Microsoft waited 6 months to patch actively exploited admin-to-kernel vulnerability (
from to on 12 Mar 2024 17:44


threaded - newest on 12 Mar 2024 18:08 collapse

It they’ve already got admin privileges, you’re already fucked. on 12 Mar 2024 18:24 collapse

Other OSes like Linux try to maintain this security boundary, though:…/kernel_lockdown.7.html on 12 Mar 2024 19:04 next collapse

That’s just a criticism of the Windows kernel.

[deleted] on 12 Mar 2024 20:43 collapse
. on 13 Mar 2024 01:10 collapse

You might be right. I think that the Linux kernel doesn’t have an ABI though, so I believe the driver has to be built for the current version of the kernel. I think the idea is also that the driver is signed by the distro, not Microsoft, so the risk of random drivers getting signed accidentally is probably much lower. on 13 Mar 2024 01:56 collapse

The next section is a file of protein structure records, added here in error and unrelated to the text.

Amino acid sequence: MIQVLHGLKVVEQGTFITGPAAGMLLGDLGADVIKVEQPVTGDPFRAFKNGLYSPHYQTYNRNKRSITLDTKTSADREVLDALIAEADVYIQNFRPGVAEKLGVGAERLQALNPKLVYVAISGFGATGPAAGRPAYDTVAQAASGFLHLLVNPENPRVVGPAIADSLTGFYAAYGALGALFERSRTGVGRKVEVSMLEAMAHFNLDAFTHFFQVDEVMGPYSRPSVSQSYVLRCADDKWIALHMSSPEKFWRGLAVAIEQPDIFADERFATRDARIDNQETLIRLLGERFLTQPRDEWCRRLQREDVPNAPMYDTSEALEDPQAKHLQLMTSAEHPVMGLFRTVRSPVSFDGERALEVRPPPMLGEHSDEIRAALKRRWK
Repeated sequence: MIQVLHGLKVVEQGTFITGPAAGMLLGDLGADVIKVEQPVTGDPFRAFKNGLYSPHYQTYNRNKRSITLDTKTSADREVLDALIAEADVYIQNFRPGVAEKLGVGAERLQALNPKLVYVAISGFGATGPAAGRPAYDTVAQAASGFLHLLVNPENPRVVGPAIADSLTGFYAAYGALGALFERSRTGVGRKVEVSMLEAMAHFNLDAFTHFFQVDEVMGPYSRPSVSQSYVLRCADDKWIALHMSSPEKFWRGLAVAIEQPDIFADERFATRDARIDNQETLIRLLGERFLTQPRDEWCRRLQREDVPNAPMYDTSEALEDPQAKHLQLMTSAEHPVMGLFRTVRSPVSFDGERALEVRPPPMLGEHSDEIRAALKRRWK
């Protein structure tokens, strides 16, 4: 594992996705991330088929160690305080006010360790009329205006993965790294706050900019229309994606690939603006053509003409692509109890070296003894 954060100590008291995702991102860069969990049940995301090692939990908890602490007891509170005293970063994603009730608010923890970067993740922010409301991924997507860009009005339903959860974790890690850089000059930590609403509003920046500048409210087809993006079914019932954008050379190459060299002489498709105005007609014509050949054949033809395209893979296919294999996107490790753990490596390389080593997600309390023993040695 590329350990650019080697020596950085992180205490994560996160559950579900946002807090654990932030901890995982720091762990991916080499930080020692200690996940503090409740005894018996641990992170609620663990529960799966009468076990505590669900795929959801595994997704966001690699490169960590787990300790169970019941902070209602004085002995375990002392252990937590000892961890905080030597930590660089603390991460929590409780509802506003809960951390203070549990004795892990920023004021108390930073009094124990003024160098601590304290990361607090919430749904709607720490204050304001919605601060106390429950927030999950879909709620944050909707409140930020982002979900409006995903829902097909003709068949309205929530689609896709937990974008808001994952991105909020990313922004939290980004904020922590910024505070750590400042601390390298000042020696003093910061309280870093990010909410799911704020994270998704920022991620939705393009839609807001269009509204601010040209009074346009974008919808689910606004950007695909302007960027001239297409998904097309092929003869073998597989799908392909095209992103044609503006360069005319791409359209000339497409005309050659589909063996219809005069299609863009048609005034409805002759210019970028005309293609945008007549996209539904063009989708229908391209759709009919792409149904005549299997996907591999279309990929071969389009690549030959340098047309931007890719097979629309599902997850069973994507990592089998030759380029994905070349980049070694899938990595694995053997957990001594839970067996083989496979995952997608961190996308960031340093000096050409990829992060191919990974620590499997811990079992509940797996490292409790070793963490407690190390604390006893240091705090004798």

depends, they can also loaded via dkms which may not require it

[deleted] on 13 Mar 2024 11:52 next collapse
. on 13 Mar 2024 19:14 collapse

It kinda depends, on custom kernels DKMS can be incredibly helpful. Like for a hardened kernel, a lot of drivers may be loaded via DKMS. on 13 Mar 2024 14:09 collapse

Yeah, it actually looks like Ubuntu leaves the module signing key accessible to root on the filesystem:…

So root access basically gives you kernel access, if you just sign a malicious kernel module with the MOK.